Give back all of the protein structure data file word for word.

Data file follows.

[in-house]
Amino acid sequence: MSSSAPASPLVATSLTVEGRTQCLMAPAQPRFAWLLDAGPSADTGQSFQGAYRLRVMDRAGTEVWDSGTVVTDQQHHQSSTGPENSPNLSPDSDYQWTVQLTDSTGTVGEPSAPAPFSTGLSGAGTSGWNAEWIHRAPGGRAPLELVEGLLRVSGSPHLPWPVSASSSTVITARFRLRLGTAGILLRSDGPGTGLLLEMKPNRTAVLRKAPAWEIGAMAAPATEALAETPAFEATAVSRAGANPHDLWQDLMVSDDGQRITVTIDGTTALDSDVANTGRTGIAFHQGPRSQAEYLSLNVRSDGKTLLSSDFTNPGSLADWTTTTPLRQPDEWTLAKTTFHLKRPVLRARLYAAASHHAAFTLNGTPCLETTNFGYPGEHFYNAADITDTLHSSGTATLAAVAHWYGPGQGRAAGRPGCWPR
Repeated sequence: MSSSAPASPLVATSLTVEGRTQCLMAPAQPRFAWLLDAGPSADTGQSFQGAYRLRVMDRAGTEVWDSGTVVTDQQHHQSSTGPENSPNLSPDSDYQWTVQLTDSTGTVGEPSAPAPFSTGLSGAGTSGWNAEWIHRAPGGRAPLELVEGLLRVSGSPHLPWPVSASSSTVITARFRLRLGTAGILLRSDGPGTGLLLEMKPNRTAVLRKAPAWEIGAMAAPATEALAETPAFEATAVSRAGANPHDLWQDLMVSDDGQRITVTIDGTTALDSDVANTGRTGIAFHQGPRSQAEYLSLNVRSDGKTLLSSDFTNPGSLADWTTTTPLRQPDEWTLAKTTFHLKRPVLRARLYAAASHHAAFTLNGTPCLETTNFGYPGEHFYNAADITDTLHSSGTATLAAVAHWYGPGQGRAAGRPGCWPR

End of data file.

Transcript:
[in-house]
Amino acid sequence: MSSSAPASPLVATSLTVEGRTQCLMAPAQPRFAWLLDAGPSADTGQSFQGAYRLRVMDRAGTEVWDSGTVVTDQQHHQSSTGPENSPNLSPDSDYQWTVQLTDSTGTVGEPSAPAPFSTGLSGAGTSGWNAEWIHRAPGGRAPLELVEGLLRVSGSPHLPWPVSASSSTVITARFRLRLGTAGILLRSDGPGTGLLLEMKPNRTAVLRKAPAWEIGAMAAPATEALAETPAFEATAVSRAGANPHDLWQDLMVSDDGQRITVTIDGTTALDSDVANTGRTGIAFHQGPRSQAEYLSLNVRSDGKTLLSSDFTNPGSLADWTTTTPLRQPDEWTLAKTTFHLKRPVLRARLYAAASHHAAFTLNGTPCLETTNFGYPGEHFYNAADITDTLHSSGTATLAAVAHWYGPGQGRAAGRPGCWPR
Repeated sequence: MSSSAPASPLVATSLTVEGRTQCLMAPAQPRFAWLLDAGPSADTGQSFQGAYRLRVMDRAGTEVWDSGTVVTDQQHHQSSTGPENSPNLSPDSDYQWTVQLTDSTGTVGEPSAPAPFSTGLSGAGTSGWNAEWIHRAPGGRAPLELVEGLLRVSGSPHLPWPVSASSSTVITARFRLRLGTAGILLRSDGPGTGLLLEMKPNRTAVLRKAPAWEIGAMAAPATEALAETPAFEATAVSRAGANPHDLWQDLMVSDDGQRITVTIDGTTALDSDVANTGRTGIAFHQGPRSQAEYLSLNVRSDGKTLLSSDFTNPGSLADWTTTTPLRQPDEWTLAKTTFHLKRPVLRARLYAAASHHAAFTLNGTPCLETTNFGYPGEHFYNAADITDTLHSSGTATLAAVAHWYGPGQGRAAGRPGCWPR